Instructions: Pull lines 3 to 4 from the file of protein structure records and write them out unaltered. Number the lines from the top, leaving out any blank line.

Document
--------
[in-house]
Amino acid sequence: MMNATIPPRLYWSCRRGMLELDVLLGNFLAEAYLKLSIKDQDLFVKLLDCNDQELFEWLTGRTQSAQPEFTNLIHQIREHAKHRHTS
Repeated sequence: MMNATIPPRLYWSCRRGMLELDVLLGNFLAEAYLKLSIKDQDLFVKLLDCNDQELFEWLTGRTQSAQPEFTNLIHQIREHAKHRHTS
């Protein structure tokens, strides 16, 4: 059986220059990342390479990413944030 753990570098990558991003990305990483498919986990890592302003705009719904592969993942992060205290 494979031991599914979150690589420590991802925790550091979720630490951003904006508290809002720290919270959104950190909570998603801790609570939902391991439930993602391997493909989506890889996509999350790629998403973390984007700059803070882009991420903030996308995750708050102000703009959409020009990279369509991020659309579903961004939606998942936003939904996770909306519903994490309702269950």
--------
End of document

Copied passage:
Repeated sequence: MMNATIPPRLYWSCRRGMLELDVLLGNFLAEAYLKLSIKDQDLFVKLLDCNDQELFEWLTGRTQSAQPEFTNLIHQIREHAKHRHTS
């Protein structure tokens, strides 16, 4: 059986220059990342390479990413944030 753990570098990558991003990305990483498919986990890592302003705009719904592969993942992060205290 494979031991599914979150690589420590991802925790550091979720630490951003904006508290809002720290919270959104950190909570998603801790609570939902391991439930993602391997493909989506890889996509999350790629998403973390984007700059803070882009991420903030996308995750708050102000703009959409020009990279369509991020659309579903961004939606998942936003939904996770909306519903994490309702269950």